George Packer, columnist for Mother Jones and a staff writer for The New Yorker since 2003, takes a careening look at media’s hyper pace in the New Yorker this week.
He begins with the return of The Baffler, the left-wing business and culture magazine, that rose from the print grave recently and printed again with its long articles and thoughtful essays.
But Packer wrestles with services like Twitter. He noted New York Times’ David Carr on Why Twitter Will Endure. “Twitter is crack for media addicts,” he wrote. “It scares me, not because I’m morally superior to it, but because I don’t think I could handle it. I’m afraid I’d end up letting my son go hungry.”
By the end of the piece, he wonders if his sources in Washington will stop taking him seriously if they knew he wasn’t as connected as many other journalists. He hides the fact that he doesn’t own a BlackBerry.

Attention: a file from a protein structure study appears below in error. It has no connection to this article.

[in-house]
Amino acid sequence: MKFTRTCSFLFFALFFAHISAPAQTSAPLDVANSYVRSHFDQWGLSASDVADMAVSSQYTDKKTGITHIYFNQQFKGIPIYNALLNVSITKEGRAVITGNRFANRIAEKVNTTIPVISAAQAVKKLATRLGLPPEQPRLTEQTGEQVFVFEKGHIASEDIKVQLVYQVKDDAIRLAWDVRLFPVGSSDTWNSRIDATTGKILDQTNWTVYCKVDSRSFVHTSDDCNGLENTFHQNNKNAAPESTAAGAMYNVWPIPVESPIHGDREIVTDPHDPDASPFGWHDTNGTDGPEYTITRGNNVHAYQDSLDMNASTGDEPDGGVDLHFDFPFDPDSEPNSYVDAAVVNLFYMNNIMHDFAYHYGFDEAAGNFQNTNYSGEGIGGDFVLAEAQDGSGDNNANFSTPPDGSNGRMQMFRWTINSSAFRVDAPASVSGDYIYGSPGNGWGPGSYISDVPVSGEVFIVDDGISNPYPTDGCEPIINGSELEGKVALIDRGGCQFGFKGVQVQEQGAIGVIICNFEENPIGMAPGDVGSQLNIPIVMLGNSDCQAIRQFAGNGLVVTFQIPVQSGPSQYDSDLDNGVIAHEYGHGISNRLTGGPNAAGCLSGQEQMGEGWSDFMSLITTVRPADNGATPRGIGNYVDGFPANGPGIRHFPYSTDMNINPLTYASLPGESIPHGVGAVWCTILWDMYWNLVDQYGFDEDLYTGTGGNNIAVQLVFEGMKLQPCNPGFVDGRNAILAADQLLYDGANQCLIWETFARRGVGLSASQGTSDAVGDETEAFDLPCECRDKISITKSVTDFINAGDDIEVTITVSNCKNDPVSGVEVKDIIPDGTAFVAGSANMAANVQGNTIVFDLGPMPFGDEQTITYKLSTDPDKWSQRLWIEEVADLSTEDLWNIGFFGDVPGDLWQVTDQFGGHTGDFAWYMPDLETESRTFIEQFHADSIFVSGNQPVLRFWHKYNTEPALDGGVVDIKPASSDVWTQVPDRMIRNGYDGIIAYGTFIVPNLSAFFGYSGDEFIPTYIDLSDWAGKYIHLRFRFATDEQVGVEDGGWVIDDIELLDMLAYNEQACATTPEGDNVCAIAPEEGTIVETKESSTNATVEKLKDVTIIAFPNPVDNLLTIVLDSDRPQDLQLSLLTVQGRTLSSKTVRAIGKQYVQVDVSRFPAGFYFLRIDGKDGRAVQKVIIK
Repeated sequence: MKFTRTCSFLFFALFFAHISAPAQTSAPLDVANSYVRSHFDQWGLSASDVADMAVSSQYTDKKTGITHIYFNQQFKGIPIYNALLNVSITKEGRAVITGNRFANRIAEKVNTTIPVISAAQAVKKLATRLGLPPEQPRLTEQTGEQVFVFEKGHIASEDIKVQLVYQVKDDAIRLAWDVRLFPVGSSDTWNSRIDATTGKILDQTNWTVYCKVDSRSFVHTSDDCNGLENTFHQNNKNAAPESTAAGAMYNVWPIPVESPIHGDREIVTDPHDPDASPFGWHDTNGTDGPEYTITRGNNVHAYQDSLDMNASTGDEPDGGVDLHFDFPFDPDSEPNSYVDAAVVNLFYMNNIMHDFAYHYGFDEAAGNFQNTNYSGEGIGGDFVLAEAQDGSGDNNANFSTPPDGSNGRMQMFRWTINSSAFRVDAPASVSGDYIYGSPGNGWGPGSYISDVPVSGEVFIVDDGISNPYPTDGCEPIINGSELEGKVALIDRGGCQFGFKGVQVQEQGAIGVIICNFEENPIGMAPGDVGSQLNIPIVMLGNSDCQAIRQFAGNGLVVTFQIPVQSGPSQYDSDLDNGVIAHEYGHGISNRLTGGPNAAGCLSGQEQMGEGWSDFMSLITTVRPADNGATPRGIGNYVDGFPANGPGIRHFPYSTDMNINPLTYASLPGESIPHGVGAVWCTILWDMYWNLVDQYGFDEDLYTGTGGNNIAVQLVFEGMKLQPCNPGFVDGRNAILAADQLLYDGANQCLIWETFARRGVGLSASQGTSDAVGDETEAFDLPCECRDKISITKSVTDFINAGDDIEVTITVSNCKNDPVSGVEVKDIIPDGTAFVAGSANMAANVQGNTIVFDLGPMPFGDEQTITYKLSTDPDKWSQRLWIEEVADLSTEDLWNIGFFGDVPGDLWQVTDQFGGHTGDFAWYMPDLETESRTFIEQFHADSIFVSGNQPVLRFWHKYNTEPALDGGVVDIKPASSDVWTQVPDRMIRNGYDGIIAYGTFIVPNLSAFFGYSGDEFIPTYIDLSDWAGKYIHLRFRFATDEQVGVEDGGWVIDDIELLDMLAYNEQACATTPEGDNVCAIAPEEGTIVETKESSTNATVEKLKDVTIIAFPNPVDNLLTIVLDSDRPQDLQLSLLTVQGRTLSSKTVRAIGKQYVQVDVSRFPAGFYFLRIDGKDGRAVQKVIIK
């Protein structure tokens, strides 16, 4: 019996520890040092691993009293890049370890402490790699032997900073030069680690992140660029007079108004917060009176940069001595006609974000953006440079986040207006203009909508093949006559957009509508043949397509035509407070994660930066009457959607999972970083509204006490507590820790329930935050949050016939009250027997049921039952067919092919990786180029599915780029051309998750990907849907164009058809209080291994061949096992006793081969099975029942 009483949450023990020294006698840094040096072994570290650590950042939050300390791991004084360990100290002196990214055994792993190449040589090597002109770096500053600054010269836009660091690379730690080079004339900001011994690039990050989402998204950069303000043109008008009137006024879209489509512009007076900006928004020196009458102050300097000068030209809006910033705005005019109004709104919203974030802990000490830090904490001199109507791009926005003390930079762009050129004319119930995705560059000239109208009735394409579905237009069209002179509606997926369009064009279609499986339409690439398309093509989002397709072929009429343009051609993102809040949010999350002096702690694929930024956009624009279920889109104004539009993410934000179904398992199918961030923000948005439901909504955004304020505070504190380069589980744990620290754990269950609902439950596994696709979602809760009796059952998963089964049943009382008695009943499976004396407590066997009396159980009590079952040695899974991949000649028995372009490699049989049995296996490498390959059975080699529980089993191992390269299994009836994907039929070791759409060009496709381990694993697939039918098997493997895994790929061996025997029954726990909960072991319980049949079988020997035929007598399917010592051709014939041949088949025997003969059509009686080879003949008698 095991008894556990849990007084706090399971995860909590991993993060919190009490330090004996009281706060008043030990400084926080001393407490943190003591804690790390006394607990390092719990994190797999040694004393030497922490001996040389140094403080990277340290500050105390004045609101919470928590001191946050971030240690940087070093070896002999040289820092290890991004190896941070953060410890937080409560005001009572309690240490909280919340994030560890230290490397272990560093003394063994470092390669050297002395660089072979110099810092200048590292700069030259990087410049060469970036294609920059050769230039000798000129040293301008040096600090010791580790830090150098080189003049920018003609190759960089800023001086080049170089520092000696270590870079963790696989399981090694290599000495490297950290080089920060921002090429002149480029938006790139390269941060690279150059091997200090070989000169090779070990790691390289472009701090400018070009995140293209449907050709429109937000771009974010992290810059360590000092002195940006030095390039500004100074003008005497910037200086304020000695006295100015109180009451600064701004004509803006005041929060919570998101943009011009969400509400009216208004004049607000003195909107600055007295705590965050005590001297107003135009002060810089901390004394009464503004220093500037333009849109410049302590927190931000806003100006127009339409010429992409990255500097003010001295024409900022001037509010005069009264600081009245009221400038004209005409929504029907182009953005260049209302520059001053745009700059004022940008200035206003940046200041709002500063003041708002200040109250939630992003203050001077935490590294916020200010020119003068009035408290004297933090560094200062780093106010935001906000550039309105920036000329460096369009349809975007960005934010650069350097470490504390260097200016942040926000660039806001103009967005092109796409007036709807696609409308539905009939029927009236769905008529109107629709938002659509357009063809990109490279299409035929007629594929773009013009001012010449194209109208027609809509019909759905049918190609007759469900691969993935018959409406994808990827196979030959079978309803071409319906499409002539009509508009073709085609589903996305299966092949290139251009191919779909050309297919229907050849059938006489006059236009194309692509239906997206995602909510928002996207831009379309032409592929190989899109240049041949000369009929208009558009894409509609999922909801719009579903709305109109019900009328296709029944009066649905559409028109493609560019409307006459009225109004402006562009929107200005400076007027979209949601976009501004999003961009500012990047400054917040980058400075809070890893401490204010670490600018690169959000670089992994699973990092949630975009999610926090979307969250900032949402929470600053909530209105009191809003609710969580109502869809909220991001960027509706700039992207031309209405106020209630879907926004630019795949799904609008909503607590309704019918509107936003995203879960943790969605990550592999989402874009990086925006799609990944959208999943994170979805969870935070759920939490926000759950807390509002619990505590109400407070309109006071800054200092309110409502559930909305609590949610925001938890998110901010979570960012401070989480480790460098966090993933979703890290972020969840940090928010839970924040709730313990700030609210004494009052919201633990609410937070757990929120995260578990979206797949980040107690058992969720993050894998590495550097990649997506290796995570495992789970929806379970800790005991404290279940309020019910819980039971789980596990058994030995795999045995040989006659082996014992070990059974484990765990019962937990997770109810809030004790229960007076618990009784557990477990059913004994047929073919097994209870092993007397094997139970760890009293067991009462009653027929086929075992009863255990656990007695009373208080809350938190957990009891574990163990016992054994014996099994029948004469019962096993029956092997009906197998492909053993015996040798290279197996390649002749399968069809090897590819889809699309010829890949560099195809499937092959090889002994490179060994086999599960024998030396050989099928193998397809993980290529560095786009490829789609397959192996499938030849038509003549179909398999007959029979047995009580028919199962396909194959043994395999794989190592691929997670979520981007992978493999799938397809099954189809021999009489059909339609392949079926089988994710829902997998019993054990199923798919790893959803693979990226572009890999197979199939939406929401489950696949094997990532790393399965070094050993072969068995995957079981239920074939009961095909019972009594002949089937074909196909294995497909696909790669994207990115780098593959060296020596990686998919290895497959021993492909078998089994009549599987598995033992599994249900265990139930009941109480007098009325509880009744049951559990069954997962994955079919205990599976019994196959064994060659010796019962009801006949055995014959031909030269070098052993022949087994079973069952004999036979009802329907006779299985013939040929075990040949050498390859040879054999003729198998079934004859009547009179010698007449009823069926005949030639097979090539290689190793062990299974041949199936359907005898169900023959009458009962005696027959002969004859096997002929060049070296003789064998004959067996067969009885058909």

So I can hardly escape the demands of the throbbing networked intelligence, the nonstop nagging of the wired collective voice. Lately, I’ve begun to think—with real trepidation—that I’ll have to get a BlackBerry. I’m well aware that this is a perverse way to act like a political journalist and cover Washington. It’s like doing war reporting without a flak jacket or satellite phone. It’s a temporary and probably untenable compromise between the world of the work and the desire to protect my consciousness from it. Sooner or later, something will have to give. If it looks like I’m drowning, give a shout.
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